Medicaid HB 277 hearing John Vander Woude

Rep. John Vander Woude, R-Nampa, responds to a question from Rep. Muffy Davis, D-Ketchum, as he speaks in support of HB 277, his latest Medicaid expansion “sideboards” bill, during a hearing in the Lincoln Auditorium at the Idaho State Capitol, Wednesday, March 20, 2019.

A new report from the Idaho Center for Fiscal Policy found that an upcoming state House bill to modify Medicaid expansion could end up costing Idaho more than $32 million per year than unmodified expansion.

House Bill 277 would include several modifications to the “clean” Medicaid expansion that would increase the cost to Idaho, including a mandatory work requirement and extensive waiver system that would cost more than $2.5 million in staffing and management.

The bigger financial risk of the House bill, according to the policy report, came from the attempt to exclude Idaho residents earning between 100 and 138 percent of the federal poverty level from the Medicaid expansion. Policy analyst Sasha Pierson said the limitation would exclude nearly 32,000 residents from the state expansion but also would jeopardize the maximum 90 percent federal matching rate offered for state expansions.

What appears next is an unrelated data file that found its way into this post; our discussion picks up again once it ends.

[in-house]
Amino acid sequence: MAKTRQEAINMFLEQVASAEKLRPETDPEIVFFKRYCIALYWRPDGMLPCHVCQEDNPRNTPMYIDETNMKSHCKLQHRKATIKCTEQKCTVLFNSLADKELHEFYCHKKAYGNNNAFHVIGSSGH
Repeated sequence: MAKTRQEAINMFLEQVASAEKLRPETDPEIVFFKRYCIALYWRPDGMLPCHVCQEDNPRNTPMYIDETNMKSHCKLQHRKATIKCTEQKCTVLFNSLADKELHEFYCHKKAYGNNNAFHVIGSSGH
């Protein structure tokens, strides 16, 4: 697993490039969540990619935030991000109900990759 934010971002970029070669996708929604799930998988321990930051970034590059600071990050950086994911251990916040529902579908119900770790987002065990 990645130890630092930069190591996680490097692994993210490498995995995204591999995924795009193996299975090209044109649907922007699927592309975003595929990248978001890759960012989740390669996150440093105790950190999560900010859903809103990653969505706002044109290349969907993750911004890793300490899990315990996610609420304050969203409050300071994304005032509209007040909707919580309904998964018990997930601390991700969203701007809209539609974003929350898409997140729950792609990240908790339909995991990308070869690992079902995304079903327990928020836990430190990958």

If the limited expansion in House Bill 277 did decrease the federal matching rate, the Idaho government would go from paying 10 percent of the state Medicaid costs to around 30 percent. The combination of the increased state cost and the bureaucratic expansion to enforce the sideboards would increase the state’s total cost from $9.9 million to $42.1 million.

“There’s no precedent for the federal government matching these costs at the full rate if the entire population is not covered by the expansion,” Pierson said.

Arkansas and Massachusetts had been rejected from receiving the enhanced match rate in their limited expansion, while Utah recently submitted a waiver to receive 68 percent matching.

The report also provided an analysis for Senate Bill 1204, its version of the Medicaid expansion, and the “clean” version without any sideboards. The Senate bill included an optional work program that would cost the state some additional money to implement but had no impact on the federal match and would cost the state slightly more than $10 million, or nearly the same as the unmodified expansion.

Contact Brennen with news tips at 208-542-6711.

Kauffman reports on health care and city events for the Post Register.

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